The mission of Women In Trucking Association is to increase the percentage of women employed in the trucking industry. While we represent all careers in transportation, much of our work focuses on the professional driver’s challenges. Specifically, we look at obstacles that might keep women from considering a career in transportation.
Many carriers’ representatives have bluntly stated that they don’t “care about the gender of their drivers.” They remark that they hire men and women and treat them equally. If that is true, then why are there twenty men to every woman behind the wheel?
Instead if ignoring the fact that men and women are physically and emotionally different, let’s embrace the differences and work on making the environment better for all drivers. This means we need to look at our hiring and training practices more closely.
One carrier felt that a same gender training policy would address harassment issues by allowing women to be trained by a female trainer. Unfortunately, the Equal Employment Opportunity Commission (EEOC) determined that the longer waiting period for women to be assigned to a female trainer constituted discrimination. Now, women are assigned to the next available trainer regardless of gender.
This means that men and women must share bunk space while out on the road. Private activities such as changing clothes, personal hygiene and other intimate routines are no longer secretive. This could create a very uncomfortable environment for a woman who is struggling to learn how to drive a tractor-trailer in heavy traffic, shift gears and back into tiny loading docks.
If the woman is married or has a close relationship with someone who might not understand the situation, this could create even more stress during her training.
Recently a new female recruit contacted me about her training experience at a school. She was expected to sleep in a bunk house type environment with the male students at the training facility. She was not told about this in advance. Instead, the school recruiter told her she would have lodging during her stay.
When she arrived at the school, she was shown her bunk in the sleeping quarters occupied by all men. She offered to stay in a hotel at her own cost, but was told this was not an option. She left the school and found another place that didn’t expect her to sleep in a room with men. “The importance of allowing female trainees to obtain a private hotel room for themselves even if it means paying out of pocket without reimbursement (is important),” she said. “If I was given this option before arriving or once I arrived I would very likely have stayed for training and currently employed there despite the vague description of boarding I was given,” she added.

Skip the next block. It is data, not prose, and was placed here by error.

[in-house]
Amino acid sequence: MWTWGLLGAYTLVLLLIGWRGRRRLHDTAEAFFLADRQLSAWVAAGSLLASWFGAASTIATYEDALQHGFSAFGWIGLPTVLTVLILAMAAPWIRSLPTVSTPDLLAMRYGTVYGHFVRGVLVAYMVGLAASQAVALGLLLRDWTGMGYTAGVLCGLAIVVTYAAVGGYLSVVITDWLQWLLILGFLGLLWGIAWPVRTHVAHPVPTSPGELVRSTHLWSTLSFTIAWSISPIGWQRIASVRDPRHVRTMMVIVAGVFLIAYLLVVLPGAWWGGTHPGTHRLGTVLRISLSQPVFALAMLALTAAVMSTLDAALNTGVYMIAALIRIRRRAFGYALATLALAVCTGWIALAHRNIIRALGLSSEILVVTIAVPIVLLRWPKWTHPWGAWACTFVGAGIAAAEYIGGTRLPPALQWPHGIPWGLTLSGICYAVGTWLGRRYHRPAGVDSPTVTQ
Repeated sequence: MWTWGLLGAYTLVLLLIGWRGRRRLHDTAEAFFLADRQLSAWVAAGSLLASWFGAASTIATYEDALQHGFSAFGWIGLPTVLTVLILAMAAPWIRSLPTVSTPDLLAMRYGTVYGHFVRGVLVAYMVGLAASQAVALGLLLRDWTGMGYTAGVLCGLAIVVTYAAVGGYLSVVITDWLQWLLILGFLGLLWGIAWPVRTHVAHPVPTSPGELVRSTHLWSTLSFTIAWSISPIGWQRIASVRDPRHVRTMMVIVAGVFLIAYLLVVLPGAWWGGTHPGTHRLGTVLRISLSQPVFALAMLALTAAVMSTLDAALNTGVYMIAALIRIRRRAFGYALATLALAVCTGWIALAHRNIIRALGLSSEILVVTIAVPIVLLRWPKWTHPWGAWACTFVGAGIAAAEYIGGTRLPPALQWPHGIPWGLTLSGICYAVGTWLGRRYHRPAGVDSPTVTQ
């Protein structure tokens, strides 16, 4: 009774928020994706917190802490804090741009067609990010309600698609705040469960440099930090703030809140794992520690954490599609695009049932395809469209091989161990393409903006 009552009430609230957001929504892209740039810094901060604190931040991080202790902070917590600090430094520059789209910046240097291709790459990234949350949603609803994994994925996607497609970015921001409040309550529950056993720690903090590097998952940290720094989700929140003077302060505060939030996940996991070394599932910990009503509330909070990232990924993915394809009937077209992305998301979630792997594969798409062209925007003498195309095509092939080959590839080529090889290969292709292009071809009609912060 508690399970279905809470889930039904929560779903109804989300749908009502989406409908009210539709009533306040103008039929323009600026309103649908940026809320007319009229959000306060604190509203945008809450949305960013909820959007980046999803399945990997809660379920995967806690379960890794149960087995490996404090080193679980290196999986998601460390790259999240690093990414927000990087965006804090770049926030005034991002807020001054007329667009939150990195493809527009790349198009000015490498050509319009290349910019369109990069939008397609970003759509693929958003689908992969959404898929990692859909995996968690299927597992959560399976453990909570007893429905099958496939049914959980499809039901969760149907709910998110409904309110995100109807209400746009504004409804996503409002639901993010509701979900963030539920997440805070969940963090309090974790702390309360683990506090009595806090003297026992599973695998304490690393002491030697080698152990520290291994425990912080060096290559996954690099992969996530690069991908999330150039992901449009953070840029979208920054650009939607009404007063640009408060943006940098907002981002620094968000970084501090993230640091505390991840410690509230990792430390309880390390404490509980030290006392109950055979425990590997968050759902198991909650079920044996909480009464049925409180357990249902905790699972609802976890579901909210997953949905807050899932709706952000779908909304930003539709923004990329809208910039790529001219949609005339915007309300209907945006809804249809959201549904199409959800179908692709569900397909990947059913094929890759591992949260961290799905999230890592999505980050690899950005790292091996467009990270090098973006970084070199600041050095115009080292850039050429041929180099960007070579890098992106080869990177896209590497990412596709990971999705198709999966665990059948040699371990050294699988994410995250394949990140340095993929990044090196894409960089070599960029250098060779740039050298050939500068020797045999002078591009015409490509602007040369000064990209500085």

While I was familiar with opposite gender training while on the road, I was surprised to hear that some schools treat all of their students the same, to the extent they have to sleep in the same room.
Are we really attracting women into the trucking industry with policies like these?
The Women In Trucking Association Facebook page has nearly 10,000 folks who share their expertise when asked. I created a poll and asked the female drivers to respond to the following question. “Did any of you have to share sleeping space with males during training (not in the truck, but at the school or carrier’s facility)?”
I was surprised to learn that ten percent of the respondents were provided a shared sleeping facility with men. Some of the drivers stated the names of their training provider. Many of these are members of Women In Trucking Association.
This is truly unacceptable and could be a reason some women won’t succeed as professional drivers if they are concerned about their safety, or their personal items in a non-private area.
Even the men agreed. A male driver commented about sharing a space with anyone because he’s “be nervous (about) them stealing his belongings.” Another male driver said his wife would not have accepted the arrangement.
We have a long way to go before we’ve addressed the challenges women face as they consider a career as a professional driver. However, personal safety and privacy while in training should be the standard for all drivers.
Men and women are not the same and carriers that ignore gender differences are not creating a positive environment for the demographic we are trying to attract. If you are a training facility that expects all of your students to share sleeping quarters, we ask you to consider whether this would be acceptable if that woman was your own daughter, wife, mother or sister. If not, then change it.